Jan. 4, 2010 -- In just two weeks, the new sci-fi movie "Avatar" has taken in an astonishing $1 billion at the worldwide box office.
While there's an enormous amount happening on-screen in the 3-D sci-fi epic, "Avatar" -- the strange, yet attractive, blue aliens, sweeping battle scenes and its unsubtle politics -- there is perhaps an equally compelling off-screen drama: its controversial director James Cameron, who has taken an extravagant risk, at a time when many in Hollywood and throughout the country are retrenching, afraid of taking big financial risks.
Well, Cameron took a risk, alright. He's made a roughly half-billion-dollar movie with no huge stars in 3-D, which most people associate with horror flicks and kids movies.
When ABC News spoke to Cameron a few weeks before "Avatar" was released, Cameron was understandably a little bit defensive about those who said it was too gimmicky to move large audiences, saying, "Everybody's talking about this movie but nobody's seen it. Obviously, we've seen the film, we know that it's quite a heart wrenching experience at times, it's a very emotional film."
Despite all the skepticism, Cameron poured his own money into developing new technology for the movie including three new types of cameras.
"We literally learned how to parachute on the way down. And that's what made it fun for me."
It's not the first time this 55-year-old, five-times-married junior college dropout from Canada has taken on such huge risks. His 1997 blockbuster "Titanic" ran so far overbudget that Cameron offered to give up his directing and producing fees. When it succeeded despite jabs from critics ... some thought he crowed a tad too loudly, by proclaiming himself "the king of the world" after "Titanic" swept the Oscars.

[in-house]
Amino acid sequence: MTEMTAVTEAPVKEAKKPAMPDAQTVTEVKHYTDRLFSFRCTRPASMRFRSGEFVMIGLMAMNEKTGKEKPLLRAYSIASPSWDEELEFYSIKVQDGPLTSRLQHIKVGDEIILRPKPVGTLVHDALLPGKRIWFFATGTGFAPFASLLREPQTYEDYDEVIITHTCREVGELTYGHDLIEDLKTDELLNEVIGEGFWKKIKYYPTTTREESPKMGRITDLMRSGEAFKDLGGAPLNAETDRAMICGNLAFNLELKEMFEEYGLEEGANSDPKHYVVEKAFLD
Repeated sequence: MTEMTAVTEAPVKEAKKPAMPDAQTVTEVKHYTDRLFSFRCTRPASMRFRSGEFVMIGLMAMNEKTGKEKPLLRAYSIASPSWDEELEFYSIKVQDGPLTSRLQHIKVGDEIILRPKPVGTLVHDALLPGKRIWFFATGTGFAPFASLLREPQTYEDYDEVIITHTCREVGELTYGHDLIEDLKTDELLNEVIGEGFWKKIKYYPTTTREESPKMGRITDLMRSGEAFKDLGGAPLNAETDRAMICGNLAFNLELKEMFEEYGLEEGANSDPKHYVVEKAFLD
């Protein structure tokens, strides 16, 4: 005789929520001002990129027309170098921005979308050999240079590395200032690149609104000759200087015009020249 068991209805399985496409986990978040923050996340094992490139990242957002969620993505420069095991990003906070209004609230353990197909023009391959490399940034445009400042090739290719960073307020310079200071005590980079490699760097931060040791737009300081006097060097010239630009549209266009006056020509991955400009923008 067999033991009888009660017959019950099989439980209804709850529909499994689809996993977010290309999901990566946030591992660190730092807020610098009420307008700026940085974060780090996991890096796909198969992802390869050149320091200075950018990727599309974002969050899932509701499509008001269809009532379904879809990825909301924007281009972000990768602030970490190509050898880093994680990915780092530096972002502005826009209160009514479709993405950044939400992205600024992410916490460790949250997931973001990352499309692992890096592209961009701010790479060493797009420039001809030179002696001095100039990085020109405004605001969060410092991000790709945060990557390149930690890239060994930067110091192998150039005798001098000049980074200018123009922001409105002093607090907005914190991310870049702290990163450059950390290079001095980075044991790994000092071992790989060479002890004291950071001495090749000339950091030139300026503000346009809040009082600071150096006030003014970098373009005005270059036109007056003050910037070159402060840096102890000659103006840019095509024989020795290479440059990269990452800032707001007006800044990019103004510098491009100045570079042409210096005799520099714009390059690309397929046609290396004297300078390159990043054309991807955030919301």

"Avatar" is following a similar story arc. Early reviews called it "'Dances With Wolves' in space" or "smurf-porn."
But Cameron now is the only filmmaker to direct two movies that have topped $1 billion. Along with "Titanic," the others are "The Lord of the Rings: The Return of the King" at $1.13 billion, "Pirates of the Caribbean: Dead Man's Chest" at $1.06 billion and "The Dark Knight" at a fraction over $1 billion, according to box office tracker Hollywood.com. With "Avatar" closing in on No. 2 film "The Return of the King," Cameron is in striking distance of having the two top-grossing movies globally.
Of course, it helps that 75 percent of its domestic business is coming through higher priced 3-D ticket sales. As Fox distribution executive Bert Livingston told The Associated Press, "It's like a runaway freight train. It just keeps doing business. "
And the movie is only opening in China tonight.